Extreme harm to Afghan civilians continues as suicide attacks worsen, latest UN report shows
KABUL - The number of civilians killed and injured in the Afghanistan conflict during the first six months of 2017 persisted at the same record high levels as last year, according to a mid-year report from the United Nations. Extreme harm to civilians continued amid a worsening toll from suicide attacks, and a greater impact on women and children.
A total of 1,662 civilian deaths were confirmed between 1 January and 30 June – an increase of two per cent on the same period last year, according to figures from the UN Assistance Mission in Afghanistan (UNAMA). The number of civilians injured in the same period fell one per cent to 3,581.
“The human cost of this terrible conflict in Afghanistan – loss of life, destruction and immense suffering – is far too high,” said Tadamichi Yamamoto, the Secretary-General’s Special Representative for Afghanistan and head of UNAMA. “The continued use of indiscriminate, disproportionate and illegal improvised explosive devices is particularly appalling and must immediately stop.”
The reports highlights that 40 per cent of all civilian casualties during the six-month period were killed or injured by anti-government forces using improvised explosive devices (IEDs), such as suicide bombs and pressure-plate devices, which were responsible for the deaths of 596 civilians and injured 1,483. These figures include civilian casualties from suicide and complex attacks -involving more than one perpetrator and two or more forms of weaponry, including suicide IEDs- which killed 259 civilians and injured 892, a 15 per cent increase on comparable figures for the first six months of 2016.
Many of those casualties occurred in a single attack in Kabul city on 31 May, when a truck bomb killed at least 92 civilians and injured nearly 500, the deadliest incident documented by UNAMA since 2001.
The report makes a series of recommendations, including calling on anti-government forces to stop targeting civilians and to enforce directives from the Taliban leadership calling for an end to such attacks.
Government forces are urged not to use weapons including mortars and rockets which could have a devastating impact in civilian populated areas, and to disband illegal militias and similar groups. The report also recommends ongoing support from international military forces to support and train the Afghan national army.
UN High Commissioner for Human Rights, Zeid Ra’ad Al Hussein, said: “The statistics in this report, horrifying though they are, can never fully convey the sheer human suffering of the people of Afghanistan. Each one of these casualty figures reflects a broken family, unimaginable trauma and suffering, and the brutal violation of people’s human rights.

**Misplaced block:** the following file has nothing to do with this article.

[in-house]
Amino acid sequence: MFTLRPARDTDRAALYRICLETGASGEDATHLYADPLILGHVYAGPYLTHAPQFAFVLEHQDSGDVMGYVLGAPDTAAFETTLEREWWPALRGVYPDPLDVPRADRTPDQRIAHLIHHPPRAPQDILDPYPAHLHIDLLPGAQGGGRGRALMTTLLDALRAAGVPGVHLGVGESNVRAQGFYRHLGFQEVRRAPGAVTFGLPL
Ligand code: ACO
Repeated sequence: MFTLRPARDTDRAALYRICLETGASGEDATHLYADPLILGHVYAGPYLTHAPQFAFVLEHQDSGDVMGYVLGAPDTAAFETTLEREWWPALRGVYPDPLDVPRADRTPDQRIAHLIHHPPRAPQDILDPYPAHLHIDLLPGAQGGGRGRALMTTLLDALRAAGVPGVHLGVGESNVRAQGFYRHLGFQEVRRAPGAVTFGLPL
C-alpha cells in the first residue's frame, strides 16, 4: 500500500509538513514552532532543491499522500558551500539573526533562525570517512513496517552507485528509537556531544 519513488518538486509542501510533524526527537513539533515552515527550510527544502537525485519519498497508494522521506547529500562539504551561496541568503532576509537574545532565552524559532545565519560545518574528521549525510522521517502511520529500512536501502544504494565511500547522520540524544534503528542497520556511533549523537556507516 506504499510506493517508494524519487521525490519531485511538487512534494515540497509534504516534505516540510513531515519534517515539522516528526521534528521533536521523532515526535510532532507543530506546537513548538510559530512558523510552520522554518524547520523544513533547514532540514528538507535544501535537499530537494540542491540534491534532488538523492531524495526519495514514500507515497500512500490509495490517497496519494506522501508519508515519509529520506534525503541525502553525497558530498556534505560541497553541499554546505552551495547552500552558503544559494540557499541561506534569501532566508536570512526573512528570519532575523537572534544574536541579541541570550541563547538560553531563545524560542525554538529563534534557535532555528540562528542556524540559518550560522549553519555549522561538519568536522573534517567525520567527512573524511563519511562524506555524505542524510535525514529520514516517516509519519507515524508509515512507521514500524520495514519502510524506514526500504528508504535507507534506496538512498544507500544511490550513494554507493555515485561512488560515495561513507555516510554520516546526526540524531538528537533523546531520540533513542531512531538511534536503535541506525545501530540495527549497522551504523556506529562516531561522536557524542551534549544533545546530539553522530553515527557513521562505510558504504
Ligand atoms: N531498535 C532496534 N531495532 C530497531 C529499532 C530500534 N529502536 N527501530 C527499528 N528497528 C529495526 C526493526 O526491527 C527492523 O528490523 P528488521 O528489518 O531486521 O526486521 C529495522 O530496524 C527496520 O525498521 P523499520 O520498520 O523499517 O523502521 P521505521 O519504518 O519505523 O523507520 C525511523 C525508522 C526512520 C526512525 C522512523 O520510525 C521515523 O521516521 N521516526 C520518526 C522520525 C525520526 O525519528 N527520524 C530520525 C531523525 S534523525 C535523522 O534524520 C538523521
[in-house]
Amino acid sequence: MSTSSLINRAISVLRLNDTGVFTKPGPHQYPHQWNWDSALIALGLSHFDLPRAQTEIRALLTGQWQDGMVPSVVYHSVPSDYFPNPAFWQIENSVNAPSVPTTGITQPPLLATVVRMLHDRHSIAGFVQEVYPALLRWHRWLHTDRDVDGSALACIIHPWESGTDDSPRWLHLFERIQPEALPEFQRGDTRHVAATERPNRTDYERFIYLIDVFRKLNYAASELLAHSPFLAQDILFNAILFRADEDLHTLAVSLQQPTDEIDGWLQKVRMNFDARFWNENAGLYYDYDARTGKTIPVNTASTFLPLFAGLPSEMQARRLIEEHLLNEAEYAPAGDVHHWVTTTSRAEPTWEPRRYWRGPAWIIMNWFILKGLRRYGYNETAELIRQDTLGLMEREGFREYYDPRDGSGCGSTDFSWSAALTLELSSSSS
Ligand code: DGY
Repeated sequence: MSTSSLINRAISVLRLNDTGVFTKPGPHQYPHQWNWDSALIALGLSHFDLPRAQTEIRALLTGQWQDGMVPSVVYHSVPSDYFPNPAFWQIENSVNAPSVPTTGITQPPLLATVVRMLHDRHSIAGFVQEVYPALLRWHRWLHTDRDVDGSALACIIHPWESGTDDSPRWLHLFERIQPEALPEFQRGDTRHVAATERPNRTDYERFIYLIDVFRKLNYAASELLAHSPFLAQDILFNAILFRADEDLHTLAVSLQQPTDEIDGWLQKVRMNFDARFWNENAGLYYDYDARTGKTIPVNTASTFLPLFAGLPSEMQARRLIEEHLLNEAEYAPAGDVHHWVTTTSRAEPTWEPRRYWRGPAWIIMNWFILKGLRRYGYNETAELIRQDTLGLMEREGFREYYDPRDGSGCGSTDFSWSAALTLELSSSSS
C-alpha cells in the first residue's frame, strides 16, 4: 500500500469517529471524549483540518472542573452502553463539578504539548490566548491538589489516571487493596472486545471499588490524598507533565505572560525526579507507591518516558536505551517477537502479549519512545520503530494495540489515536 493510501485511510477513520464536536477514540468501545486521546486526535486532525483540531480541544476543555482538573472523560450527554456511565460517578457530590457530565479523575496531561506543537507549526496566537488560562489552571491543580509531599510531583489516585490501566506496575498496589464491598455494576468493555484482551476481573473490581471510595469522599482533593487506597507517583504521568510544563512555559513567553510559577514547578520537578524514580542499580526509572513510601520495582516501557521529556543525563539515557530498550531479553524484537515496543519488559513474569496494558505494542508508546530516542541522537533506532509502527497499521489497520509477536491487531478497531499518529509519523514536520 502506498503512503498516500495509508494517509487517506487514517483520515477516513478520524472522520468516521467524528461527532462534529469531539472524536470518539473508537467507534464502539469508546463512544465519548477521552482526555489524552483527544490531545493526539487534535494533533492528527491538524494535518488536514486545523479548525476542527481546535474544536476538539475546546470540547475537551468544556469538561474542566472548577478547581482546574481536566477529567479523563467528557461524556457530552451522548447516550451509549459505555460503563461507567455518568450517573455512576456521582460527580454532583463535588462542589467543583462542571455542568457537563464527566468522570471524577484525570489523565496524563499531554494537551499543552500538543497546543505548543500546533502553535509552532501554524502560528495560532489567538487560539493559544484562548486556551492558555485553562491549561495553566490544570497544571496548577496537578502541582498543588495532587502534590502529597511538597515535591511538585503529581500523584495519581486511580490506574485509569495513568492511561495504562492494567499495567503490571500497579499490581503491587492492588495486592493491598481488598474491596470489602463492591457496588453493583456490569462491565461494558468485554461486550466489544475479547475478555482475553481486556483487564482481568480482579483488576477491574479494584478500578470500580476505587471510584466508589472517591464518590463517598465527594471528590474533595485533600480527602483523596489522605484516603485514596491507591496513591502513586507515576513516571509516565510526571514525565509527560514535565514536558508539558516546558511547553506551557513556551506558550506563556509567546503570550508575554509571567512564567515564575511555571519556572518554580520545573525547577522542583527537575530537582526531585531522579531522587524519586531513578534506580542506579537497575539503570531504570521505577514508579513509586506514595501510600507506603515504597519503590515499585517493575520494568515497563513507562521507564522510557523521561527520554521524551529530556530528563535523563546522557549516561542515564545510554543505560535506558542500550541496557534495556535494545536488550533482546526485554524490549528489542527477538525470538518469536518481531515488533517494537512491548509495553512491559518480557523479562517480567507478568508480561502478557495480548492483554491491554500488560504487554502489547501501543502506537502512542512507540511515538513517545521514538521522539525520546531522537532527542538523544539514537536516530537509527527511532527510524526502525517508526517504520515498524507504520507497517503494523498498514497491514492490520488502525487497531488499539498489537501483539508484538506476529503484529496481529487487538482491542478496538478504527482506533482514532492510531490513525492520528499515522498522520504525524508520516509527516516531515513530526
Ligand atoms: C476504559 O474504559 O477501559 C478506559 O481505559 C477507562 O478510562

“Many Afghan civilians are suffering psychological trauma, having lost family and friends, and are living in fear knowing the risks they face as they go about their daily lives. Many more have been forced from their homes and suffered lasting damage to their health, education and livelihoods. The continuing national tragedy of Afghanistan must not be overlooked.”
The figures show a rise in the number of women and children killed and injured, reversing a decline documented in 2016. A total of 174 women were confirmed as killed and 462 injured, an overall rise in casualty figures of 23 per cent on the same period last year.
Child casualties increased by one per cent, with 436 deaths and 1,141 injuries recorded, although the number of child deaths was up by nine per cent. UNAMA noted that the use of pressure-plate IEDs and aerial operations in civilian-populated areas substantially contributed to the increases in both women and child casualties.
Anti-government forces caused the deaths of 1,141 civilians and injury of 2,348, a 12 per cent increase on the first six months of last year. These deaths and injuries represent 67 per cent of the total number of civilian casualties, with 43 per cent attributed to the Taliban, five per cent to Islamic State in Khorasan Province (ISKP), and the rest to unidentified attackers.
The report commends Afghan security forces for their continued efforts to reduce civilian casualties resulting from ground engagements, which represent the second leading cause of deaths and injuries. The figures demonstrate a 10 per cent reduction in civilian casualties from ground engagements the first six months of 2017 compared to the same period last year, with 434 confirmed deaths and 1,375 injuries. The decrease is attributed to a reduction in casualties caused by indirect and/or explosive weapons, mostly mortars, used by pro-government forces.
UNAMA attributed a total of 327 civilian deaths and 618 injuries to pro-government forces, a 21 per cent decrease compared with the same period last year, although UNAMA noted a 43 per cent rise in civilian casualties during aerial operations (95 deaths and 137 injuries).
Nineteen per cent of the casualties occurred in the capital, Kabul, as a result of suicide and complex attacks. Civilian casualties increased in 15 of Afghanistan’s 34 provinces, mainly due to increased attacks by anti-government forces. The highest numbers of casualties occurred in Kabul, Helmand, Kandahar, Nangarhar, Uruzgan, Faryab, Herat, Laghman, Kunduz and Farah provinces.
The UN report includes only incidents which have been confirmed after a thorough verification process. This strict documentation process, which requires multiple steps of confirmation in each case, means that the overall figures are probably conservative.
UN figures show that since January 2009 more than 26,500 civilians have died and just under 49,000 have been injured as a result of armed conflict in Afghanistan.
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The full report can be found at https://unama.unmissions.org/protection-of-civilians-reports.